Needs a Blog
©Paul Callaghan– All Rights
There are probably thousands of different ways that a writer can make a
living with words. One of the best ways to show prospective clients that you have what they need is to write
your own blog.
It’s easy to set up your own blog for free. The two biggest
blogging platforms, Blogger and Wordpress, are very simple to understand and allow you a wide range
of styles to choose from. Which one you pick will come down to personal preference. Some people like the look of
Wordpress more, others are swayed by the fact that Blogger is a Google product and so might make it easier to rate
in their searches.
Why should you
choose a free platform for your blog?
If you are
already making a living as a writer then it is possible that a paid platform, with your own domain, will be more
suitable for your blog. If you are just starting out then it makes sense to keep your outgoings as small as
possible. When I became a full time writer I made myself a promise.
I would have to
earn the money from writing to invest in my business. But how could I earn money without being able to show
prospective clients my work? The answer was a free blog. I chose Blogger simply because I already had a Google
account and so it was more straightforward for me.
What should you
There are blogs
on just about every subject under the sun. My initial plan was to blog about my journey from wannabe hopeful to
fully fledged freelancer. I still blog about some of that. But, to be honest, the hard work required to make a
living writing does not always make interesting reading. So I branched out. I have to admit that it doesn’t follow
the “rules” that the blogging gurus put forward about becoming an expert in your niche and concentrating on
clients have viewed my blog before offering me work as an editor, a guest blogger, a newsletter writer, a proof
reader and much more. Even if I discount the reader of my blog who comes every day whether I have posted or not
(thanks, Mum!), quite a lot of people visit and some want to buy different parts of my writing.
than what you blog about is how you blog. A blog should be informal like most of the internet. That means you can
throw away some of your high school English lessons. What it doesn’t mean is that you can chuck out all the rules
of grammar and spelling.
If you regard
your blog as your shop window for prospective clients, you will realise that you need to have a top quality product
to get them to part with their hard earned cash. Read lots of other blogs to see what people are doing well and
also what they are not. Make your blog the best that you can.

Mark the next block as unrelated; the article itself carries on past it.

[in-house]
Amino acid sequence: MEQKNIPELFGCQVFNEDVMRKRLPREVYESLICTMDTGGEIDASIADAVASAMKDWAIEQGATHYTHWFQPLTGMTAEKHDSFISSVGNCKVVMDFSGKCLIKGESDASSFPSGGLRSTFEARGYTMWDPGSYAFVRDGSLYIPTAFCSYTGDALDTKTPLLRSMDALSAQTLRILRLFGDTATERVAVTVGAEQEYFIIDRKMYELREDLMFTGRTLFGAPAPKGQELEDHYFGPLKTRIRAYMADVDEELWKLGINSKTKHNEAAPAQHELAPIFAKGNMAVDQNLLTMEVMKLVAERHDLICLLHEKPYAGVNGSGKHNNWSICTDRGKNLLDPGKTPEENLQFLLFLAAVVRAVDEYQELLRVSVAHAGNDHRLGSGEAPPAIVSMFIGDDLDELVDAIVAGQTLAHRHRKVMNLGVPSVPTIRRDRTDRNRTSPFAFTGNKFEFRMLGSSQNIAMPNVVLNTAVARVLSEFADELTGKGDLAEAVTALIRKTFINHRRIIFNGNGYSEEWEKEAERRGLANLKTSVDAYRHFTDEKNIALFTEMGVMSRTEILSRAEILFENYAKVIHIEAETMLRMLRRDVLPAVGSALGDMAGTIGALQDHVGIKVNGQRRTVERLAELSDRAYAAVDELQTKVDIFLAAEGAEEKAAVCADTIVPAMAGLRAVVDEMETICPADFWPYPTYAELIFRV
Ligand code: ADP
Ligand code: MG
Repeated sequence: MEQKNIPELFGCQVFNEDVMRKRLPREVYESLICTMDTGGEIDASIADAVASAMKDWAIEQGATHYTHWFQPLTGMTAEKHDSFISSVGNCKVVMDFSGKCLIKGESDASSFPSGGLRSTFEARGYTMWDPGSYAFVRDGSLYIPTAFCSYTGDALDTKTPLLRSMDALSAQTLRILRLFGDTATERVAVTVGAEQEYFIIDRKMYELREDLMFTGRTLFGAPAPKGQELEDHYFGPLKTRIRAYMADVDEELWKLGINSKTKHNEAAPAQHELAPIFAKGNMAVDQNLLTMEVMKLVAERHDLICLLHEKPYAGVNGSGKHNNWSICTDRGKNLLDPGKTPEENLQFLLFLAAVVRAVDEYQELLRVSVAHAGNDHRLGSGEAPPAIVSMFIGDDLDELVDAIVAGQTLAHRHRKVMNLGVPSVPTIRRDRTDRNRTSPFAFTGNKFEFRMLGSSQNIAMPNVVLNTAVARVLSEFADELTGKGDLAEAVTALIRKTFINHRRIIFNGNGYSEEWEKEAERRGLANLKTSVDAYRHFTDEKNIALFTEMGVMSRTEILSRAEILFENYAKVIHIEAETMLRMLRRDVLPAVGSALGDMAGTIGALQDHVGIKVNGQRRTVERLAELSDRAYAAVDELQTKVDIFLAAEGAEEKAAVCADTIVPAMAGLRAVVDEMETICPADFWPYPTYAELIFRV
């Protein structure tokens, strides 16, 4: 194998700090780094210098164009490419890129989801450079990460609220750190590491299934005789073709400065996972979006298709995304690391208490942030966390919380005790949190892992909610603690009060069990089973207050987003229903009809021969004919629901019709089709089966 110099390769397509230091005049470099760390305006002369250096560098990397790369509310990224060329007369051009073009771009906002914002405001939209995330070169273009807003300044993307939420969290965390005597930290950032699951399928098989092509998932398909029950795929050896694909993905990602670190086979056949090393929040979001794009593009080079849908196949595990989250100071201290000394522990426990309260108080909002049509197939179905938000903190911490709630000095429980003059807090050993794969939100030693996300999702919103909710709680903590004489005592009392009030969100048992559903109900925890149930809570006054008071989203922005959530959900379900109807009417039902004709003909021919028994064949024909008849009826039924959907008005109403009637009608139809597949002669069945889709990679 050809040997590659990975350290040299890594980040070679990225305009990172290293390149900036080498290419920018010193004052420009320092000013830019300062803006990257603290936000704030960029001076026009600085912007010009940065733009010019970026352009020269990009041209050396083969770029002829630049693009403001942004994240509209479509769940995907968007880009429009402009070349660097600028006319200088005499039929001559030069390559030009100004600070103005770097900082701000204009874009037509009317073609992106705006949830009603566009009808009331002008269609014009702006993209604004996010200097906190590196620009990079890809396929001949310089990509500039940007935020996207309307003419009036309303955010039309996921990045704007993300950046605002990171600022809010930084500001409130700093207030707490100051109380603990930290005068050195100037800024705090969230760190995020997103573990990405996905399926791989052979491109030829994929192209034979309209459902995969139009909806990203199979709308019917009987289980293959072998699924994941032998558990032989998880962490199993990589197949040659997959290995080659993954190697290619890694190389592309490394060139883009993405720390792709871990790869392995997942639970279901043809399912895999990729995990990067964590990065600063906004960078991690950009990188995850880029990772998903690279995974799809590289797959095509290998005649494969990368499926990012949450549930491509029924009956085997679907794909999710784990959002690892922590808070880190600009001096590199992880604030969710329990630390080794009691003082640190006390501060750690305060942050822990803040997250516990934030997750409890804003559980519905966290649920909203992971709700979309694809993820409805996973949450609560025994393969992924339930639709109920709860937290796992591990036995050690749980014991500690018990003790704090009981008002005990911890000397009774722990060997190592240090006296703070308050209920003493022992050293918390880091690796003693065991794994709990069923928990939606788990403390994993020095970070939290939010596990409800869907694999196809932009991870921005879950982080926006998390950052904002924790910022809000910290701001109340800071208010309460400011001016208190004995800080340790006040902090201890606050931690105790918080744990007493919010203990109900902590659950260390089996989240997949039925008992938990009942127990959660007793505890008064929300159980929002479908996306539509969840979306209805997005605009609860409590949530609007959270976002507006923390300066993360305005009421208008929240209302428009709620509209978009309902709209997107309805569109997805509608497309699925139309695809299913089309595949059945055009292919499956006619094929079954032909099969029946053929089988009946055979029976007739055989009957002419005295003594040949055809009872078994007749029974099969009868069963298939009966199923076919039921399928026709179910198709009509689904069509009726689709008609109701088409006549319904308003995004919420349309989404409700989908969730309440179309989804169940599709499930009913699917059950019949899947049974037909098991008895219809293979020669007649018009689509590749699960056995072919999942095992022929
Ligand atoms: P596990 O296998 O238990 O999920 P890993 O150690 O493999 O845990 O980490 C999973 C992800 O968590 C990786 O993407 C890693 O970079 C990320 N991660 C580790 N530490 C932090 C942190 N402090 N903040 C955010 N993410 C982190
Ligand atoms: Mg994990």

Can I Make
Money From My Blog?
The answer to
that is yes but don’t expect to get rich just from blogging. It is possible to have affiliate sales through your
blog and you can also monetise a blog with something like Google Adwords or other pay per click advertising. From
my own experience I have found that the income from these sources, while welcome, is actually quite
Where the money
really comes from is the clients who read my blog and then ask me to write for them. My blog address is part of my
email signature, so when I approach a prospect they have the opportunity to check out my work before they actually
contact me. It takes the heat out of the initial sales talk. Because I make sure that the work on my blog is the
highest quality, I don’t have to prove myself as writer.
There are also
opportunities to be paid to write on someone else’s blog. Some of the bigger blogs are making good money through
their advertising and affiliate sales so they have a constant demand for new content and they are prepared to pay
for it. The rates are often not great, but they can be a good start on the road to making a living from your
One of the key
factors in being able to make money, either directly or indirectly, from your blog is how you promote it. The link
in the email signature is good. Everyone you contact by email will at least see your address. Some will even visit.
A link back to your blog from everywhere else you publish is better, as it raises your Search Engine Optimisation
so that more people will find you ‘organically’. And then there are the social media platforms. But that’s a whole
new article for next month.
Author: Paul Callaghan is a freelance
writer, blogger, editor, proof reader, social media strategist and general word nerd. You can see his blog